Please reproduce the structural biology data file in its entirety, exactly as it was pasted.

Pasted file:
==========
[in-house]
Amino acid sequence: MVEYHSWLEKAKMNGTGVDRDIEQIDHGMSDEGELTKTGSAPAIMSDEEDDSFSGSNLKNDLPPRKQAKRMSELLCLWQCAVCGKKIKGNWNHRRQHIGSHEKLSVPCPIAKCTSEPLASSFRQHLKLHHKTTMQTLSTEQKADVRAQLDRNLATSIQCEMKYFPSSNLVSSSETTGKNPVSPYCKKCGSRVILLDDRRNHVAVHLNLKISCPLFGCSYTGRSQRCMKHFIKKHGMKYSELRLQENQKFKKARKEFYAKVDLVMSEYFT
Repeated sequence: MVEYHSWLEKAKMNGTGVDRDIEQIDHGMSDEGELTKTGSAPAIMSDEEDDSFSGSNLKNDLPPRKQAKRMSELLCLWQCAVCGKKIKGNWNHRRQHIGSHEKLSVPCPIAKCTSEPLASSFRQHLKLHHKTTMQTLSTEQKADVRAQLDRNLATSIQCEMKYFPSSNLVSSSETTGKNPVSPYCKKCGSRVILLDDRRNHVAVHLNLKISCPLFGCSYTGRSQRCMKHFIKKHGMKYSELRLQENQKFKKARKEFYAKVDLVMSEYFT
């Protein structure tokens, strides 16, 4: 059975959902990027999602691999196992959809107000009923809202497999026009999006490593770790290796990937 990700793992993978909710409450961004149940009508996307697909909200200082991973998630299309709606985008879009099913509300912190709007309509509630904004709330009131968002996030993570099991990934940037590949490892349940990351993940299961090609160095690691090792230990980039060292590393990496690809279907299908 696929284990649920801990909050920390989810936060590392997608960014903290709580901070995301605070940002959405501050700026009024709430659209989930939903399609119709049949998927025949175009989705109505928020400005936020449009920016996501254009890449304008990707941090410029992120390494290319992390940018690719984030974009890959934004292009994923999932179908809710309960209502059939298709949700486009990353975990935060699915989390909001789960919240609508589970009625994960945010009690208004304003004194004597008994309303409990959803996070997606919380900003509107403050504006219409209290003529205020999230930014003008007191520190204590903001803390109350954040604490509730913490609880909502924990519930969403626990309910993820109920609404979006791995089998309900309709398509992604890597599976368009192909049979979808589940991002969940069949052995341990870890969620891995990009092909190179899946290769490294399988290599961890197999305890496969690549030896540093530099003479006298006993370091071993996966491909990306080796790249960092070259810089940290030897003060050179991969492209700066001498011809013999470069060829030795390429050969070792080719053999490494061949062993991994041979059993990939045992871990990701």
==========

[in-house]
Amino acid sequence: MVEYHSWLEKAKMNGTGVDRDIEQIDHGMSDEGELTKTGSAPAIMSDEEDDSFSGSNLKNDLPPRKQAKRMSELLCLWQCAVCGKKIKGNWNHRRQHIGSHEKLSVPCPIAKCTSEPLASSFRQHLKLHHKTTMQTLSTEQKADVRAQLDRNLATSIQCEMKYFPSSNLVSSSETTGKNPVSPYCKKCGSRVILLDDRRNHVAVHLNLKISCPLFGCSYTGRSQRCMKHFIKKHGMKYSELRLQENQKFKKARKEFYAKVDLVMSEYFT
Repeated sequence: MVEYHSWLEKAKMNGTGVDRDIEQIDHGMSDEGELTKTGSAPAIMSDEEDDSFSGSNLKNDLPPRKQAKRMSELLCLWQCAVCGKKIKGNWNHRRQHIGSHEKLSVPCPIAKCTSEPLASSFRQHLKLHHKTTMQTLSTEQKADVRAQLDRNLATSIQCEMKYFPSSNLVSSSETTGKNPVSPYCKKCGSRVILLDDRRNHVAVHLNLKISCPLFGCSYTGRSQRCMKHFIKKHGMKYSELRLQENQKFKKARKEFYAKVDLVMSEYFT
């Protein structure tokens, strides 16, 4: 059975959902990027999602691999196992959809107000009923809202497999026009999006490593770790290796990937 990700793992993978909710409450961004149940009508996307697909909200200082991973998630299309709606985008879009099913509300912190709007309509509630904004709330009131968002996030993570099991990934940037590949490892349940990351993940299961090609160095690691090792230990980039060292590393990496690809279907299908 696929284990649920801990909050920390989810936060590392997608960014903290709580901070995301605070940002959405501050700026009024709430659209989930939903399609119709049949998927025949175009989705109505928020400005936020449009920016996501254009890449304008990707941090410029992120390494290319992390940018690719984030974009890959934004292009994923999932179908809710309960209502059939298709949700486009990353975990935060699915989390909001789960919240609508589970009625994960945010009690208004304003004194004597008994309303409990959803996070997606919380900003509107403050504006219409209290003529205020999230930014003008007191520190204590903001803390109350954040604490509730913490609880909502924990519930969403626990309910993820109920609404979006791995089998309900309709398509992604890597599976368009192909049979979808589940991002969940069949052995341990870890969620891995990009092909190179899946290769490294399988290599961890197999305890496969690549030896540093530099003479006298006993370091071993996966491909990306080796790249960092070259810089940290030897003060050179991969492209700066001498011809013999470069060829030795390429050969070792080719053999490494061949062993991994041979059993990939045992871990990701």